Earlier this month, Meems was up here, staying in her fav, the Jefferson Clinton Hotel, and I drove up to meet her for dinner in Armory Square after a follow-up hearing appointment with my ENT. If you have a reason to spend a night in the ‘Cuse, like, I don’t know, a basketball game or something, consider the Jeff-Clint. It’s one of the grand dame kinds of hotels: older, but completely renovated, classic, elegant. And it’s located right in the heart of Armory Square, so there’s lots of good food about. I grabbed a quick coffee at Freedom of Espresso around the corner while I was waiting for Meems to read a text I sent to her home phone (LOL, I’m swift like that), and it was a lovely space.
For dinner, we chose Bistro Elephant, which shares a menu and space with Lemon Grass. I don’t really understand the elephant theme, but the space is great: sleek and warm at the same time, with dark woods and comfortable banquets in the bar. The atmosphere is very chill, with relaxed, but not slow, service.
If you’ve already clicked through to look at the menu, then you know what I ordered as an appetizer. DERR: steaky bacon! Roasted, then stewed, this pork belly was rendered down and luscious, with a hint of smoke flavor and a nice jus. It was served with chili tamarind sauce and little fried buns a la bao but with a bit more flavor and texture due to the frying technique. They had a light crispness outside, but were much more pillowy and fluffy inside than another other Asian steamed buns I’ve had. Thumbs up. The sauce was wonderful: garlicky, spicy and round; and little bacon-y pork sandwiches with the buns, meat, sauce and jus were addictive. I loved this dish. And Mimi, who is seriously one of the best people ever, period, let me eat most of it.
|Three compartments of yum|
Have we discussed the oyster phase I’m going through right now? I don’t know what it is, impending spring, maybe? But I want them all the time. My sign is in the house of the Oyster or something. Even after last week’s seafood binge at Parc, I have no trouble finding fresh vocabulary to bring you news of our other fantastic appy, Maine oysters with sambal and fried shallots. It’s actually Meems with whom I first ate oysters, so maybe it’s becoming a tradition for us. If so, consider me a traditionalist, because these were slammin’: huge, creamy, briny bi-valves, with sweet/spicy red chile sauce and crispy shallots, which were so fried they were texturally similar to the French fried onions you get from a can and use to top your green bean casserole each year. Topping each monster oyster with a squeeze of lemon and some of the balanced sambal plus a smidge of crunchy shallot was a perfect combo, although they were good with the tamarind sauce from the pork buns, too. At this point in the meal, we were both really happy campers, and I’ll give you a spoiler: that feeling never subsided. I still have it, in fact. Sometimes I just walk down the hall at work and whisper to myself, “sambaaaaaal.” No wonder I haven’t gotten promoted yet.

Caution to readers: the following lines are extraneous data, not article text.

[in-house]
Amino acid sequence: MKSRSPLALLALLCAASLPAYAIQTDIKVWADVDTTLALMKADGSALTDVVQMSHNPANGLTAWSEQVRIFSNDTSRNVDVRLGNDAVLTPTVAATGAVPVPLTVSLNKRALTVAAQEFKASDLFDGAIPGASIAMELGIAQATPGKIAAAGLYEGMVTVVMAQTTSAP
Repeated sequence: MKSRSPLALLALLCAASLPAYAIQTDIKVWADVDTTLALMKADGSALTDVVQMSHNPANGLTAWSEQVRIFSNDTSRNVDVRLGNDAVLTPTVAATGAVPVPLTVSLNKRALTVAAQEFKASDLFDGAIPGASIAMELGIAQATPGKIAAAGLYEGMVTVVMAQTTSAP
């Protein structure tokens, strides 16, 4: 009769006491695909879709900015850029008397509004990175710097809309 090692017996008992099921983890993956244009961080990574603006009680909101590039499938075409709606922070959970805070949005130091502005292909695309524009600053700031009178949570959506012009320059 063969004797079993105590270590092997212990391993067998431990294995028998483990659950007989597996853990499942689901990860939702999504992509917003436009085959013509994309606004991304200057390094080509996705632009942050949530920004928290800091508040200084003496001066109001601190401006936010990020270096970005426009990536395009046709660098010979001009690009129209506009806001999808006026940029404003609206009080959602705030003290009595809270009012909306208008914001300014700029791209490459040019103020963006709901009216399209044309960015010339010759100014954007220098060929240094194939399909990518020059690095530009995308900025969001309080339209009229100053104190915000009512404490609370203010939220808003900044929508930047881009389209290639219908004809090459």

|How fun is the word sambal?|
I gave it a rest until the entrees, but Meems couldn’t resist the tom yum soup, which is a comfort food for her. A Thai staple, tom yum is comprised of lemongrass, kefir lime leaves, fish sauce and crushed chiles. To my unaccustomed palate, the fish sauce was a bit jarring, but I liked the cilantro and lemongrass flavors in it – the broth was exceedingly aromatic. The straw mushrooms taking a swim in Lake Flavor also were a nice touch.
Meems and I are both kind of suckers for scallops. Fact is, I eat them often when I’m out because they always seem so expensive to make at home. That is clearly faulty logic, as they’re no less pricey in a restaurant, but my brain can’t be logical all the time about food, people! I love it too much!
I had the set menu version of the scallop entrée: pan-seared diver scallops with bacon vinaigrette. The large scallops were really perfectly cooked: browned and slightly crisp outside and almost meltingly tender and rare inside. The flavor, as usual with these most delicious of shellfish, was clean and almost creamy. They were served over a bed of arugula with a piquant Berkshire bacon vinaigrette, bright with cider vinegar. There was a big bowl of white, fluffy rice served alongside both our meals, and I really liked the blandness of the rice with that sparkly dressing and the peppery arugula. This dish was firing on all eight cylinders: the luscious scallops and fatty bacon with the fresh, bitter arugula and sour vinegar created a really balanced presentation that was satisfying without being too heavy.
|My, uh, second helping of bacon for the evening|
|Look at all those mushrooms! I die.|
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